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Most officers 'considering leaving' in wake of police reforms


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#1 Sub-seven

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Posted 26 February 2013 - 12:19 AM

http://www.telegraph...ce-reforms.html

 

 

Most officers 'considering leaving' in wake of police reforms

 

Most rank-and-file officers are considering leaving the service in the wake of the most radical reforms of policing in more than 30 years, a survey has showed.

 

tom-windsor_2492465b.jpg

 

Wide-ranging changes to force pay, conditions and recruitment under a controversial review by Tom Winsor, now the Chief Inspector of Constabulary, have left officers facing uncertainty over their future, researchers found.

 

More than half (51%) of the officers surveyed said they “would consider looking for alternative employment” and 95% said they had no confidence in the long-term government plans for the police.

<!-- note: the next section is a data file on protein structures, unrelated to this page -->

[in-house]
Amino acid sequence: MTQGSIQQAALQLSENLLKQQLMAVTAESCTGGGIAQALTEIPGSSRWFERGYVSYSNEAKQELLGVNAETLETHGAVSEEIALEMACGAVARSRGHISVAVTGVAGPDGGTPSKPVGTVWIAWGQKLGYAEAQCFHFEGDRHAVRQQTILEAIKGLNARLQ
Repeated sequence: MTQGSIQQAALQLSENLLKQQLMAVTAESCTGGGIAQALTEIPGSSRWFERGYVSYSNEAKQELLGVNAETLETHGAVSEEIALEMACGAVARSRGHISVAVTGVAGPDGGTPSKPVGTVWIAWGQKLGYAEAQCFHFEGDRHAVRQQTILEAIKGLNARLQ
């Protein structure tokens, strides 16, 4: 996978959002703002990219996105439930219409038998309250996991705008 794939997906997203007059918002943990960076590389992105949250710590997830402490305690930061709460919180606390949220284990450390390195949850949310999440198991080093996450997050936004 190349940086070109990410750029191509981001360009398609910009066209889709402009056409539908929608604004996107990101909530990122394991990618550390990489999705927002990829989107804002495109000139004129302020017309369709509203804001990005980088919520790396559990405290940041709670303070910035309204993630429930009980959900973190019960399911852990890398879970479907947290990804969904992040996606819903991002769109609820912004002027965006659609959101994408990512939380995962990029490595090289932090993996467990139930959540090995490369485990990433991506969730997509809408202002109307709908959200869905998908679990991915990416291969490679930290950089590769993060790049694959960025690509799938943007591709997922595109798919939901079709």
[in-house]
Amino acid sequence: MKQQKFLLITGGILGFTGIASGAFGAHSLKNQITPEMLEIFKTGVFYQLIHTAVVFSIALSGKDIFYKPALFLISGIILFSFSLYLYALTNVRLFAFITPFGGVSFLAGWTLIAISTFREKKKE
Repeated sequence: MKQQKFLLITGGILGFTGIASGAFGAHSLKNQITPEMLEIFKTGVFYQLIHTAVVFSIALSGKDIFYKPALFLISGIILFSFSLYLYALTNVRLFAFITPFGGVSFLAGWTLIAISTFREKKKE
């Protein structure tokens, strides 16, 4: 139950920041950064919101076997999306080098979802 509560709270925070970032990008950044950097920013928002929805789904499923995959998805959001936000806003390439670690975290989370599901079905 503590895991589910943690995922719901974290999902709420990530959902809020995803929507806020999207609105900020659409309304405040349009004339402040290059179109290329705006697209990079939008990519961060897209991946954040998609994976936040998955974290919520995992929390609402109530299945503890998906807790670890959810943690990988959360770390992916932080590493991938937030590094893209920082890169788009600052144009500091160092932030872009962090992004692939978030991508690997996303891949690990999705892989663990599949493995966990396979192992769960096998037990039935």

Some 1,400 officers from the Avon and Somerset force were polled by researchers from the University of the West of England (UWE) before work begins on a national survey of the challenges faced by members of the 43 forces across England and Wales.

Dr James Hoggett, who is leading the research, said: “The study showed that proposed changes and those currently being implemented are causing significant levels of uncertainty and concern amongst officers on the ground.

“Officers clearly accept the need for change, but believe it should be without political interference and should involve the police service itself.”

He added: “For the vast majority, being a police officer is a fundamental part of their self-concept - who they are - and they are therefore willing to make sacrifices

to be police officers.”


But force budget cuts along with changes to pensions, retirement age and privatisation were all “threatening this perceived concept of goodwill” in which officers make

personal sacrifices and work beyond what is required of them, the study commissioned by the Police Federation’s constables central committee warned.